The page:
CATEGORIES Animation, Comedy, Foreign Language, Horror, Tribeca, Theatrical Reviews, Cinematical Indie, Reviews, Tribeca Film Festival, Cinematical
If it was possible for collaboration between Luis Buñuel and Terry Gilliam the result might look something like Lunacy, the latest oddity from Czech filmmaker Jan Svankmajer. This bizarre "horror film," as the director simply labels it, is a vile and depraved examination of mental illness and the methods used to treat it. Wickedly funny and astonishingly conceived, the film is a nonstop cavalcade of shocks, surprises and enchantments. I loved every minute of it, and I can honestly state that I won't see a more brilliant picture at Tribeca this year.
Based loosely on writings by Edgar Allen Poe and inspired by the Marquis de Sade, Lunacy exists in a kind of overlap of present and past, seemingly set in 19th century France but anachronistically punctuated with modern inclusions like automobiles and bluejeans. It tells the ironically tragic story of Jean Berlot (Pavel Liska), a troubled young man on his way home from his mother's funeral. During his stopover at a country inn, he meets The Marquis (Jan Triska), a wealthy nobleman who invites Jan to come and stay with him on his estate. There, Jan witnesses a blasphemous ritual and an eccentric form of therapy, which The Marquis imagines may be helpful in the healing of Jan's own psychological ailments.
The men travel to a nearby asylum run by Dr. Murlloppe (Jaroslav Dusek), who, apparently mad, himself, has a penchant for wearing fake mustaches. The hospital, which encourages its patients' insanity and allows them to run about freely, is as ludicrous as the people residing there. Feathers fill the air, whether from the numerous chickens wandering around or from the pillowcases being torn apart by the lunatics. The atmosphere of the place is dreamlike, both fantastic and nightmarish.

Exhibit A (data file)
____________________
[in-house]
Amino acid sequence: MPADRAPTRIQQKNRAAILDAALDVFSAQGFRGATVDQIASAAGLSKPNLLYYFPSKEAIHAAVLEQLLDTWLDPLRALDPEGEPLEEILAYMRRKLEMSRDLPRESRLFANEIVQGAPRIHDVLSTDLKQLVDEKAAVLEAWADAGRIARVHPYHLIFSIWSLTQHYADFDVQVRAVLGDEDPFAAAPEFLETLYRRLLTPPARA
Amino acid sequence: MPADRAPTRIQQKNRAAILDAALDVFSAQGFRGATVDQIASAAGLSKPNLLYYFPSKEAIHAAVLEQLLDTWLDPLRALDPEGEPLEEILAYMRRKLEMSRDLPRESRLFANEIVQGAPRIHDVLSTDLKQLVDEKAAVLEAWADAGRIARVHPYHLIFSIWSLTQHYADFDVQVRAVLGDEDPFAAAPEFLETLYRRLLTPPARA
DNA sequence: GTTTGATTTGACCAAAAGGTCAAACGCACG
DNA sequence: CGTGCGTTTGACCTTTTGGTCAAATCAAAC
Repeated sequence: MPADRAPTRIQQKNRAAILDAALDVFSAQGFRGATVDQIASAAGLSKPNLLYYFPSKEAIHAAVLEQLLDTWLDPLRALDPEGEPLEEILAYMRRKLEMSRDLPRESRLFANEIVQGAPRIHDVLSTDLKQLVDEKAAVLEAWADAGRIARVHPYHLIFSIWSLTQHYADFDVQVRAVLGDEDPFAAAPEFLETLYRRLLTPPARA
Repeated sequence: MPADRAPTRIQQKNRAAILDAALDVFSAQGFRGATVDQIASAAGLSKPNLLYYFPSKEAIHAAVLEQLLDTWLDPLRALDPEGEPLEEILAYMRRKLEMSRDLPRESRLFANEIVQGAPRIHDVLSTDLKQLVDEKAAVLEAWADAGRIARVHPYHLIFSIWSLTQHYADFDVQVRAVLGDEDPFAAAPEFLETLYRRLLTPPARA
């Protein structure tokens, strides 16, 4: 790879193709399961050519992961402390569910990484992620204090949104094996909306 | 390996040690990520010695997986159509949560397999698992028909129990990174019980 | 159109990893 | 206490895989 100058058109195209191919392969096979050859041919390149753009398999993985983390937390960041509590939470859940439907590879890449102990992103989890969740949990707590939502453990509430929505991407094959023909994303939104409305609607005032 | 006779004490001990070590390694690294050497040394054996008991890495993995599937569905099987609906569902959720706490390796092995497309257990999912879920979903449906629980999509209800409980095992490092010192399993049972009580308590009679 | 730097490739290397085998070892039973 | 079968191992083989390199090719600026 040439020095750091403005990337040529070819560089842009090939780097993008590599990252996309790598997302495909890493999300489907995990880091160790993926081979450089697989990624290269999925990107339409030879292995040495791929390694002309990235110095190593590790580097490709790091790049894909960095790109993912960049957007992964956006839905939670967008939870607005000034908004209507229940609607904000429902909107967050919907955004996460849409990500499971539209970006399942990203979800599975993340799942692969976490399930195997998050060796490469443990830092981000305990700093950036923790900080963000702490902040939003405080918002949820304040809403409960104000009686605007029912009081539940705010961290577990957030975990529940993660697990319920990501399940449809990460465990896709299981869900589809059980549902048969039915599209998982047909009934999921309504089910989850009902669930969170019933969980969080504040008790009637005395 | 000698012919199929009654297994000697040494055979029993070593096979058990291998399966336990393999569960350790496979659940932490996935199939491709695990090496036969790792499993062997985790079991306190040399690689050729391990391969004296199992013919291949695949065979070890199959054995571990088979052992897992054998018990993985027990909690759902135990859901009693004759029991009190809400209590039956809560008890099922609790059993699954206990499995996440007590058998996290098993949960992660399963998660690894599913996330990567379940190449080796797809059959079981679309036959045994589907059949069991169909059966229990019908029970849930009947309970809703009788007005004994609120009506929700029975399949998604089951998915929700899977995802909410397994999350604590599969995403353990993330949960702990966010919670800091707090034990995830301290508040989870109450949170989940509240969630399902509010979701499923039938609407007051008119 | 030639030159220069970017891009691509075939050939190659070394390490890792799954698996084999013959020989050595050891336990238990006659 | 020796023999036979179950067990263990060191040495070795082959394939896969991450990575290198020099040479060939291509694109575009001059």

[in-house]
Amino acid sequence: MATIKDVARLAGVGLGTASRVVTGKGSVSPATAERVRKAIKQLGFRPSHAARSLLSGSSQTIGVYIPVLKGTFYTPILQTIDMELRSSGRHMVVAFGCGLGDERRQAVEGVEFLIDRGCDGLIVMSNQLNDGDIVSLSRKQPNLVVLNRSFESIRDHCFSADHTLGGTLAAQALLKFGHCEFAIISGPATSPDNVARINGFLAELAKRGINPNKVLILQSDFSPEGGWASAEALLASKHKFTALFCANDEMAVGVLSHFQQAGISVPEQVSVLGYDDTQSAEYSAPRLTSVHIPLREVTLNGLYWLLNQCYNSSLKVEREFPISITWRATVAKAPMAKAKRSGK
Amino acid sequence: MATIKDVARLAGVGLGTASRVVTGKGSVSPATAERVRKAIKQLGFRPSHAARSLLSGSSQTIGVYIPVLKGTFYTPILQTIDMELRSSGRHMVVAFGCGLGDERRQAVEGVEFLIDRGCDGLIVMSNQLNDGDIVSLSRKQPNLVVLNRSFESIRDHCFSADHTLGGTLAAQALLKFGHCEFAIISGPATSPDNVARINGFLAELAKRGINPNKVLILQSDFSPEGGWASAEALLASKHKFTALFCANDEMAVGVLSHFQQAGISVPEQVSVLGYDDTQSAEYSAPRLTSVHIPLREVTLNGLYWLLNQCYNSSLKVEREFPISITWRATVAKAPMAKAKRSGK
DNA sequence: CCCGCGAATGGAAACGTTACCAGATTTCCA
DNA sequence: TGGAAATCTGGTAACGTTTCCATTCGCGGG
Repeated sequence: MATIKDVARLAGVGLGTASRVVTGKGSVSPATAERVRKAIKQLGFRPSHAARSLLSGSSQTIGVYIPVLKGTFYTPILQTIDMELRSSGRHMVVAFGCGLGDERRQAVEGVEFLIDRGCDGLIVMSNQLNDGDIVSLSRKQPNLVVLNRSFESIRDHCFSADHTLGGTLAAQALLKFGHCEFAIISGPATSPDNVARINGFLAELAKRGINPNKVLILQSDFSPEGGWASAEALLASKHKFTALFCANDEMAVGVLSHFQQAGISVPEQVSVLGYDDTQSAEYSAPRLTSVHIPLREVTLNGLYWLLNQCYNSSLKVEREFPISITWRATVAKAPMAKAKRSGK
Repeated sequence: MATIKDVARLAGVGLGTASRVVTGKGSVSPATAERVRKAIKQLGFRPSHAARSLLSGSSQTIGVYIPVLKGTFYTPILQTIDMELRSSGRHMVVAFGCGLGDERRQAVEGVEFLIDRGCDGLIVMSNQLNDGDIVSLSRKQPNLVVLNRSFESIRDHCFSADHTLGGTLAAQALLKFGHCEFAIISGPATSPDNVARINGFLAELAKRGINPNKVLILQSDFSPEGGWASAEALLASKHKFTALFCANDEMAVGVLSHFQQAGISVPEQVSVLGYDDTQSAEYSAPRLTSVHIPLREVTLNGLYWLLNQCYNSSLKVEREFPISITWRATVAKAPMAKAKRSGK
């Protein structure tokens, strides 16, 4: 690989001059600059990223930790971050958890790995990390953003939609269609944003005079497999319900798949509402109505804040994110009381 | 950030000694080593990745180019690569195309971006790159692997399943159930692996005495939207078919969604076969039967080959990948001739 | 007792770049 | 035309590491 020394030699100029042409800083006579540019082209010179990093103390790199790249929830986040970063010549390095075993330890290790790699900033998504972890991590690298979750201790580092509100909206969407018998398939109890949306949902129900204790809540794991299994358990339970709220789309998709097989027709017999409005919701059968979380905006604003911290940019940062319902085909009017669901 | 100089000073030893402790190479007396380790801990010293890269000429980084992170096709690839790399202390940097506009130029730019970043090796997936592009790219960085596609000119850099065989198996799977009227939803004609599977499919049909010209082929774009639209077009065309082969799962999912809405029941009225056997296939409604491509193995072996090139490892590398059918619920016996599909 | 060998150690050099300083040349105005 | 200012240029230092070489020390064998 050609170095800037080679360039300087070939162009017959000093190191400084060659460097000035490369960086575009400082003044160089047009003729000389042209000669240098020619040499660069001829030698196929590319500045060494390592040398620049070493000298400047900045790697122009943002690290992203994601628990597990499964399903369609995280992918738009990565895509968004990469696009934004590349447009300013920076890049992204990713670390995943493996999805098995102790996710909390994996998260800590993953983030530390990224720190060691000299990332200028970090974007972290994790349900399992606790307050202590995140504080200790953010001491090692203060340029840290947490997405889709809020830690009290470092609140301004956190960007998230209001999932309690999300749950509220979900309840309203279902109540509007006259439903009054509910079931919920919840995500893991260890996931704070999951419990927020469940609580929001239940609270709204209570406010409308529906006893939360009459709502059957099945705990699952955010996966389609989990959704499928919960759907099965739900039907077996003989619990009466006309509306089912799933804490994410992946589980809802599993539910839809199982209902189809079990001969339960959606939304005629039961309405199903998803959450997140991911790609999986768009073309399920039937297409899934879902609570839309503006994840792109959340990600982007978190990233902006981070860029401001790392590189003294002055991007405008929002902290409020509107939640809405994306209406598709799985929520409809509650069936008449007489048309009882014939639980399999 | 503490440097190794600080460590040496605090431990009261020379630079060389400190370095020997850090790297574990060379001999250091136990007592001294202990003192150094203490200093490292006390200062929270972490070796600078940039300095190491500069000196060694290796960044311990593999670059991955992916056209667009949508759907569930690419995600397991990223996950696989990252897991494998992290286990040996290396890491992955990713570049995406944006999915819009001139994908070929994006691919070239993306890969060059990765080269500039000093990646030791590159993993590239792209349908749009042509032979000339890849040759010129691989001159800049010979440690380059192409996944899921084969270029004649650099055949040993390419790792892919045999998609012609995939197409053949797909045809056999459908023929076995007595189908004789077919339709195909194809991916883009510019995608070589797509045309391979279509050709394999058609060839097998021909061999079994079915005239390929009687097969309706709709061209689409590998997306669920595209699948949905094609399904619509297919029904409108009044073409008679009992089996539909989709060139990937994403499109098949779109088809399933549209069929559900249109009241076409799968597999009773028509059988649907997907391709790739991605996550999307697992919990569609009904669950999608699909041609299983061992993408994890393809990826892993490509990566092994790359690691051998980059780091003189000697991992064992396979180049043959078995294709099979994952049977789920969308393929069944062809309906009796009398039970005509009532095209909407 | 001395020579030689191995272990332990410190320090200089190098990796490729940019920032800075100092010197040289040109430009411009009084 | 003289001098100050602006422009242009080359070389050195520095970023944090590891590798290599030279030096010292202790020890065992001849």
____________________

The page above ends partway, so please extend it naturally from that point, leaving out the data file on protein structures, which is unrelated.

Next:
Jan decides to commit himself after falling in love with a nurse named Charlotte (Anna Geislerová), who confesses to him that things at the asylum are not what they seem. He plans to rescue the woman and escape with her, but eventually his own illness impedes his ability to succeed in his goal.
Svankmajer, a student of surrealism and puppetry, sprinkles Lunacy with stop-motion interludes involving meats and brains and eyeballs. Inserted between the film's scenes, the shorts make the story somewhat episodic, though not negatively, and give something additional to look forward to, for those of us who are delighted by tongues animated to appear as though they are copulating or crawling back inside the mouths of horse skulls.
Lunacy is a marvel of imagination and assemblage that must be seen to be completely understood. It is a curiosity, a debauchery, a tribute and a satire. It is not a work of art because Svankmajer, in his introduction of the film, says it is not. So, instead let me call it an ingenious, penetrating entertainment, one that will first stun your senses and then will play on and on inside your numb, paralyzed brain.